1. I always thought the TR level where Lara climbed the pyramid and you had to figure out where to jump or you’d slide all the way back down was one the best – which game was that? I can barely remember my old PSX titles.

  2.  The first thing tourists notice is the KFC sign you have to work around when taking photos, to maintain the illusion that this historic site is “out in the desert somewhere”.  I’ll see if I can dig out a photo I took of a LEO on camelback in the foreground with that sign in the background.

    1. Oh, so uncomfortable.  I can’t imagine how anyone came up with the idea to ride these things.  It’s like sitting on a way-too-large butt plug that’s covered in flies.

        1. I have yet to encounter a traffic cone that spits at me and tries to bite my leg.

      1.  Having different assemblage of equipment, the ride doesn’t seem so bad to me.  The speed (or rather, lack thereof) is the killer for me.

    2. I was there in the mid-80s.  You’re out in the middle of the photogenically empty desert, then you walk around the other side of the pyramid to the parking lot, down to the busy street, and you’re in town.  (At least at that time, it was still the edge of the town, but the big hotel is there.)

      I went jogging up there one night, and found the place was closed, but there’s a guard and an old guide.  The guard’s job is to make sure you absolutely can’t go in there because it’s closed, unless you hire the old guy to take you around.  I had some cash and it was absolutely worth it, even though some of the rooms are hard to see by cigarette-lighter. 

      On the other hand, even back then they were serious about not letting you climb up the big pyramid, because the stone is fairly soft and it can’t handle a lot of people climbing on it.

  3. You can’t get within a quarter mile of the Great Pyramid without some official asking for a bribe to take you to the top.  It’s not all that transgressive.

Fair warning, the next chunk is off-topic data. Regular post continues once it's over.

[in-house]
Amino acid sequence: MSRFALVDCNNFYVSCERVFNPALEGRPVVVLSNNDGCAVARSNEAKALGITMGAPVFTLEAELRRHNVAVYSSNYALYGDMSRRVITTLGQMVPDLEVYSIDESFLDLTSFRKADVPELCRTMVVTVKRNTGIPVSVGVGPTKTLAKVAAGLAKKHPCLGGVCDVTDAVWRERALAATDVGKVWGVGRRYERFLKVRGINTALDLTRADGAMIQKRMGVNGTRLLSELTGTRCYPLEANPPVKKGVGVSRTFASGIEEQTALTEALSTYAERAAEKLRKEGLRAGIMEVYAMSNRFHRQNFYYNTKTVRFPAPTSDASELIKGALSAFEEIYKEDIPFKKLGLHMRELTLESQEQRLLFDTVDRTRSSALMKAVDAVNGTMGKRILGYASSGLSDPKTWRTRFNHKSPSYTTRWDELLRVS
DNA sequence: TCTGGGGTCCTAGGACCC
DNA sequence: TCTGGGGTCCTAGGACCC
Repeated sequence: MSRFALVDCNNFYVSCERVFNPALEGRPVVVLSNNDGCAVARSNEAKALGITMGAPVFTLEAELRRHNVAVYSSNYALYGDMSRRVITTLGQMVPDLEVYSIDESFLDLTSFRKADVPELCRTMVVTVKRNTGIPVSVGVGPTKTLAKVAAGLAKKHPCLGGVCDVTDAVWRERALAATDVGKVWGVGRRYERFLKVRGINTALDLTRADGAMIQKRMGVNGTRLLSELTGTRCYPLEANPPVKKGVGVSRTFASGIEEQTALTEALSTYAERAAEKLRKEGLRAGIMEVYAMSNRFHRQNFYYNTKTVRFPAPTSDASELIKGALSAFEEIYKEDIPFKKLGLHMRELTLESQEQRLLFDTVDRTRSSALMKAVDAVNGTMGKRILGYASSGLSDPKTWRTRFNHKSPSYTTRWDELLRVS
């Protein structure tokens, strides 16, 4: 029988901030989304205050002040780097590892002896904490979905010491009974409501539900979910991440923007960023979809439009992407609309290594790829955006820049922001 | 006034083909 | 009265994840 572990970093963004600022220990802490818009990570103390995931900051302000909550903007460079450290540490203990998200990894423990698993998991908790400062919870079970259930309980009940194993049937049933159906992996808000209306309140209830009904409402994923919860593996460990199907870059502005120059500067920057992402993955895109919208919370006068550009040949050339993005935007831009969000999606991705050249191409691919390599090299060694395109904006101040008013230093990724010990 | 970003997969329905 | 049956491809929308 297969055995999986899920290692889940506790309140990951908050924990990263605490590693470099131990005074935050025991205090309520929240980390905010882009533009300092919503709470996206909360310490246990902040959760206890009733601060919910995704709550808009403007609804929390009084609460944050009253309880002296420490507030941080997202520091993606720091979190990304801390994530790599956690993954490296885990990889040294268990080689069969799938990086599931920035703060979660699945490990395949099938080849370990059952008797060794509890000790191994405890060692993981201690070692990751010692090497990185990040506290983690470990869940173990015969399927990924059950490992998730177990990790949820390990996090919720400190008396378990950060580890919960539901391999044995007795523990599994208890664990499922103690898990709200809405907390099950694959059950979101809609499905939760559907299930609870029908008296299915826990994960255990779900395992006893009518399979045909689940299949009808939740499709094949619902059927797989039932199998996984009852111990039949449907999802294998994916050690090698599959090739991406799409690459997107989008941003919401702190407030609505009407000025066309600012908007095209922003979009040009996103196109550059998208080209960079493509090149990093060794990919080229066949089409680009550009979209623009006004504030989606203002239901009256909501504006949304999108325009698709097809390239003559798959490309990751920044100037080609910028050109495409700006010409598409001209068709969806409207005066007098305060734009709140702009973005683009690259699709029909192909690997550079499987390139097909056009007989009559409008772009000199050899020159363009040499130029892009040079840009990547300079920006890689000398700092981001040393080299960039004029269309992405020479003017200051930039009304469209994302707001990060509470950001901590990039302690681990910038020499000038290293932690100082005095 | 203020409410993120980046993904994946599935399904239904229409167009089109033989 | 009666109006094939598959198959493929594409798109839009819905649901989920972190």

4. Now that I have a little more time, my favorite set-in-Egypt, Americans-can-be-self-centered-jackasses story:

    Got to the tomb room in Khufu’s pyramid.  It’s very dark, with close, fetid, almost unbreathable air.  Walk over to the open tomb and look inside….there’s a guy lying there, 4 feet down.  Yes, that’s right….people are climbing all over the outside of the pyramids, OK fine, but INSIDE the friggin’ coffin, for Ra’s sake?  So I start alerting the children of the situation so they don’t have the same heart attack I did when they look inside….and a woman, clearly the guy’s partner-in-weirdness, comes over and shushes me, explaining how important it is that he not be disturbed while he’s absorbing the spirit from his former life (because of course everyone was a king or pharaoh in a past life….no one was ever the laborer, dontyaknow?).  I look at our guide and she nods sadly.  Apparently it’s a common problem.

    1. I once spoke to an American who had just come back from Bagan in Myanmar. Of course he climbed the pagodas and accidentally knocked the top off one of them…

      1. One of my yoga students visited the statues on Easter Island a couple of hours after that Finnish idiot broke off an ear.  I gather that there was much yelling and flailing of arms.

  5. Uh, ya. Not really that big a deal to climb up to the top. When I visited the first time 30 years ago people were doing this all the time. At that time you could also go inside, along a very steep passage to the chamber where the sarcophagus had been. As neat as it was to go in, it was depressing to see literally every square inch of the interior carved with graffiti in all languages.

    And camels are the worst transport ever. Definitely.

    1.  You can still go in (or could in 2008) down the long scary nightmare inducing tunnel into the fetid chamber. My wife made it all the way (to find the room packed with Japanese! Who knew?!) but I only made it halfway before the claustrophobia kicked in and I realized, “No one is making me do this but myself.”

      1.  I brought an extra kid in with me because his adults made the same realization halfway up, but he was still eager to go.

      2. I thought the inside of the Great Pyramid was just fine; it’s pretty big and roomy.  The pyramid at Chichen Itza, though, is much more cramped, and it’s a lot more humid, claustrophobic, and smelly. 

    2. The Great Wall is the same. In some places, every square inch is a testimony that someone from around the world (China, more often than not) was there.

    3.  There is graffiti in the Galapagos (one of the most protected sites in the world); however, it’s many hundreds of years old so it’s not quite as offensive to witness.  The US wasn’t a country when those scrawls were etched, so I don’t have to be embarrassed that “one of us” did it.

      1. The Acropolis in Greece has graffiti from Lord Byron on it.  (Of course, its more serious problem is that it was used for ammo storage during one of the Greek-Turkish wars in the mid 1800s and got blown up; it wasn’t really a “ruin” until then.)